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What Happens to Military Benefits in a Texas Divorce?

 Posted on March 21, 2022 in Military Divorce

Frisco military divorce attorneyDividing personal and marital property is a difficult part of almost any Texas divorce, but the addition of military benefits adds an extra layer of complexity. Both spouses want to ensure they are protecting themselves and there is a finite amount of financial resources, so some conflict about property division is inevitable. If you or your spouse are members of the armed services of the United States and you are pursuing divorce, be sure you have a Texas divorce attorney who understands the implications of military benefits on your property settlement. 

Texas is a Community Property State

Texas encourages spouses to reach a property agreement themselves using the community property guidelines, meaning that any assets acquired during the marriage are split as close to 50/50 as possible unless there is a good reason to do otherwise. Spouses can negotiate certain assets for others as they set their own financial priorities. 

The Uniformed Services Former Spouse Protection Act (USFSPA) is an act of Congress that allows states to divide military benefits according to their own divorce laws. This means military benefits can be considered community property and are divisible in a divorce. However, there are some limitations. 

Limits According to Length of Marriage

If a couple has been married for at least 10 years, the military benefits acquired during the marriage can be divided as marital property. But if the marriage lasted less than 10 years, the civilian spouse is entitled to any of the military spouse’s benefits. In contrast, a civilian spouse’s work benefits (like 401ks or pension funds) are divisible as marital property no matter how long the marriage lasted.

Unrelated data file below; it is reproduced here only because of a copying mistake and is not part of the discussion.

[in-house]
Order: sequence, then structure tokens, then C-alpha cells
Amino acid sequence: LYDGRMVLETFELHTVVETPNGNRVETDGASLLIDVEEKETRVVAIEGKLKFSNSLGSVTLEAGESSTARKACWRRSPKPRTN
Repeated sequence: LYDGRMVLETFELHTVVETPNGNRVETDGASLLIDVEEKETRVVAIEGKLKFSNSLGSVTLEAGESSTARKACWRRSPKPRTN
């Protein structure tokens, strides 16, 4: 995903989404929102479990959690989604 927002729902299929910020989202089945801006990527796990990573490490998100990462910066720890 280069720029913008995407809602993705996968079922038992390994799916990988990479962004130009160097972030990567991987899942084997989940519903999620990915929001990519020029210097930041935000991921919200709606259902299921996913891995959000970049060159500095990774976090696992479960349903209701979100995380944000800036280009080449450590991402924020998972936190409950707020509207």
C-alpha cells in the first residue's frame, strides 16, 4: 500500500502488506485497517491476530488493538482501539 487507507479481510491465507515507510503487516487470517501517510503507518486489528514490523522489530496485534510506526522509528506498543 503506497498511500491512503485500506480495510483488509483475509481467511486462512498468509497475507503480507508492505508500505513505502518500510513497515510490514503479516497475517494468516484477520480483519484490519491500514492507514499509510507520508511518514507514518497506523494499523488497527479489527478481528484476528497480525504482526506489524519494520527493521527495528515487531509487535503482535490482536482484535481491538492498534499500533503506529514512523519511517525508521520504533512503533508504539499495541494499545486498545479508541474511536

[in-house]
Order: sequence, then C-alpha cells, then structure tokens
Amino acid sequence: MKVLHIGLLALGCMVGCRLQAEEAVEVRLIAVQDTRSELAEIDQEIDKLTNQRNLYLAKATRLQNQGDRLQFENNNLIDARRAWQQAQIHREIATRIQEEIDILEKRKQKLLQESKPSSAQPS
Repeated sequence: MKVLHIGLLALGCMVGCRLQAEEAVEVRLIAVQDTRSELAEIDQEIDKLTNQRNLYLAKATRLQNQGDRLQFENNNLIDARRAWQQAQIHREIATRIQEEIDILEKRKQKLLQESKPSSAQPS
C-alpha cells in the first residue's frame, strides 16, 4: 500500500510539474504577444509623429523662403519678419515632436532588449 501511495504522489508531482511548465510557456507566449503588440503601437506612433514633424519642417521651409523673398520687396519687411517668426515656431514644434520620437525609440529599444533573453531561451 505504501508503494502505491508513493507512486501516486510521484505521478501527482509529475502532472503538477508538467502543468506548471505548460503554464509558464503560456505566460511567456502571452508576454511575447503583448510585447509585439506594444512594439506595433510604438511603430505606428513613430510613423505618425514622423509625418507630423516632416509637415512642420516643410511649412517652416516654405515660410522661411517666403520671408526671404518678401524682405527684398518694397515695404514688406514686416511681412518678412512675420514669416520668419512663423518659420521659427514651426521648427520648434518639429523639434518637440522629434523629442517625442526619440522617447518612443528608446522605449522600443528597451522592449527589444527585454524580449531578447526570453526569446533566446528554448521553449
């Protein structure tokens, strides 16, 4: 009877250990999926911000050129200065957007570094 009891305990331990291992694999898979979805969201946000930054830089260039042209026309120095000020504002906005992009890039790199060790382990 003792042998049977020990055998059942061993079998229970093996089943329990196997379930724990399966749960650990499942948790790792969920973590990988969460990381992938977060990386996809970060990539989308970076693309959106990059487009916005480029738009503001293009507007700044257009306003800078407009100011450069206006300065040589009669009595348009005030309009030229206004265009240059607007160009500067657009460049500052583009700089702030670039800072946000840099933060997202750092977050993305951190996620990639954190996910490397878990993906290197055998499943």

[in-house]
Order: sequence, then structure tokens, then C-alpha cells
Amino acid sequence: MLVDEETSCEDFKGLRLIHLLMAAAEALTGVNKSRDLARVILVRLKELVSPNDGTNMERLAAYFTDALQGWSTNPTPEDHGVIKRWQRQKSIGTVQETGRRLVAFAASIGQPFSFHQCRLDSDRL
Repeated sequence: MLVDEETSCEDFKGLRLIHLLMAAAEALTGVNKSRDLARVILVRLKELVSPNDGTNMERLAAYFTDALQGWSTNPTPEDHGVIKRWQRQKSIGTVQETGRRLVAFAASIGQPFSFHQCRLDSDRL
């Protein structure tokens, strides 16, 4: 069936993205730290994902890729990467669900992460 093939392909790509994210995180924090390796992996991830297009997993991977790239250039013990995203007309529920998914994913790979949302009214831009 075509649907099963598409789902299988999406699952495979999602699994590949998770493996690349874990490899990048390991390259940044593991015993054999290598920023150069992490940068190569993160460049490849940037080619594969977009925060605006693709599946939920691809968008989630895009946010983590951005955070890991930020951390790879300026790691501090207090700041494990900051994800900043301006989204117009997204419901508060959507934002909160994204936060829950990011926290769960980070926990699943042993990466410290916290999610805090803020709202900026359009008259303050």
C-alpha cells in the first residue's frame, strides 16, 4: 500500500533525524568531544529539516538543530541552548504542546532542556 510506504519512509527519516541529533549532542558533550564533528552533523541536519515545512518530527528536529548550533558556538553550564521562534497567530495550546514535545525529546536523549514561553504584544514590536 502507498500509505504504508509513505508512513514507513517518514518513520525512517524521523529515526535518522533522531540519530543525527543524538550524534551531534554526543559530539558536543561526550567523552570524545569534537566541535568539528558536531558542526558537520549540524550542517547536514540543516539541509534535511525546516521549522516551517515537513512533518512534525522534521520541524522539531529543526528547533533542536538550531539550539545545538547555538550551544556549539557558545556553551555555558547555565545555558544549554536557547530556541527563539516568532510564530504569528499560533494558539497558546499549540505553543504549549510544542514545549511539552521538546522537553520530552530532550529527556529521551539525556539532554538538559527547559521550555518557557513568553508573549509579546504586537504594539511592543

If a couple stayed married between 10 and 14 years, the civilian spouse may receive some portion of the military spouse’s disposable retirement pay. After 15 years, the civilian spouse may receive half of the disposable retirement pay and a year of health benefits. After 20 years, the civilian spouse can receive indefinite health benefits and base privileges. 

The amount and distribution of benefits can be complex, especially if a couple gets divorced long before the military spouse retires. Having the help of an experienced Texas military divorce attorney is essential for ensuring the process is correctly followed and you get the benefits to which you are entitled. 

Speak with a Frisco, TX Military Divorce Lawyer

A firm understanding of the implications of military benefits in your divorce is essential for preparing and planning. At The Law Office of Linda Risinger, our Frisco military divorce attorneys have the experience you need to work towards a favorable divorce agreement. Call us today to schedule a free consultation and let us show you what we can do for you. 




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